TAMPA — With a bit of chalk on a blackboard, Scooter Gabel unleashed a fury. Smudgy and handwritten, the sign that went up nearly two months ago says this: "For the comfort and safety of everybody, if you allow your child to run, scream or misbehave, you will be asked to leave." The owner of Cappy's pizzeria in Seminole Heights had had enough.
Although no one has yet been ejected since the sign went up, it has caused an uproar among Seminole Heights parents and diners, with as many people castigating the restaurant owner as applauding his courage. By Thursday, more than 105 commenters weighed in on a UC Tampa Magazine (Urban Corridor) Facebook account, the discussion getting heated and downright nasty as people balanced the tendency of "kids to be kids" with diners' rights to peace and quiet.
Nine months ago Gabel took a similar step, banning children from the outdoor patio. He says indoor diners were allowing their young children to frolic out back unsupervised, resulting in a dangerous situation and damage to his property.
"We have several fountains out there made by local artists, and kids were pulling out the grass and clogging up the pumps of the fountains. That's $100 for each new pump. Also, the fountains are very sharp, made out of crushed shell, and some of the pieces got broken. We can't replace those parts."
Gabel is not alone in re-evaluating his restaurant's relationship with the youngest diners.
The signs outside Beak's Old Florida Tavern and Steakhouse in St. Petersburg say "21 to enter."
Owner Jamie Farquharson said it's been that way since he built the place 5½ years ago on Central Avenue.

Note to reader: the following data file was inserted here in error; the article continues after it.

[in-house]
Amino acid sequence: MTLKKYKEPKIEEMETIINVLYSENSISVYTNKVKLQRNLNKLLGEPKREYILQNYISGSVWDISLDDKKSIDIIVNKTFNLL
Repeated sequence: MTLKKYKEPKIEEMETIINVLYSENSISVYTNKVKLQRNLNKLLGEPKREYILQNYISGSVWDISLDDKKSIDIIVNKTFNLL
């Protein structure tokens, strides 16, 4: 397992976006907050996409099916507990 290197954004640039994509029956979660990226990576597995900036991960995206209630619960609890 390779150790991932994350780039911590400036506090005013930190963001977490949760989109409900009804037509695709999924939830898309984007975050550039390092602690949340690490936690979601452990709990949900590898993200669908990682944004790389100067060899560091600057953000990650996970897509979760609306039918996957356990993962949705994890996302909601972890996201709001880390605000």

"It's our niche," he said. "It's a place for grownups. I love kids. I've got grandkids. But they don't belong in a bar situation."
Mike Vuick, owner of McDain's in Monroeville, Pa., made national news last year by announcing the restaurant would no longer admit children under 6. At issue? Crying and other toddler noise that disturbed fellow diners. Grant Central Pizza in Atlanta made news for posting on the menu that all crying small people should be taken outside.
In addition to restaurants, airlines, cinemas and resorts have established kid-free zones or instituted kid bans. A Whole Foods in Missouri has even offered child-free shopping hours.
Is this zero-tolerance a function of a growing number of empty-nesters and DINKs (dual income, no kids)? Gabel (40, no kids) doesn't think so.
"When I was growing up and we went out to eat, I had to sit down at the table and behave myself. If I had done the things I see, my mother would have spanked me publicly."
He feels that just because his restaurant is a casual pizzeria, parents' expectations of their progeny shouldn't be relaxed.
"I read one comment on Facebook that said they would never allow their children to misbehave at the Refinery. People determine what is acceptable behavior by the price of the restaurant. But if something is disruptive at the Refinery, it's also disruptive at Cappy's."
Marisa Langford, 33, a mother of three with another baby on the way, is a longtime resident of Seminole Heights. She says signs like the ones at Cappy's make her and other parents feel unwelcome.
"As a parent I'm already a target because I have three kids under seven. I see the eye rolls. At Cappy's, there could have been a "keep Cappy's safe" campaign or something posted that showed a little more respect for parents. The signs have slowed down my patronage of Cappy's."
She also cites vintage toys used as decor at Cappy's that prove powerful temptations for kids. Still, having paid her way through college as a server, she understands the challenges of serving young ones.
"You end up having to clean up more. And yes, there are parents out there who ruin it for other parents."
For Gabel's part, he's had numerous customers applaud his signs. On the other hand, he says, "If people have something good to say they'll say it to your face. If they have something bad to say, they say it on Facebook."
Laura Reiley can be reached at firstname.lastname@example.org or (727) 892-2293.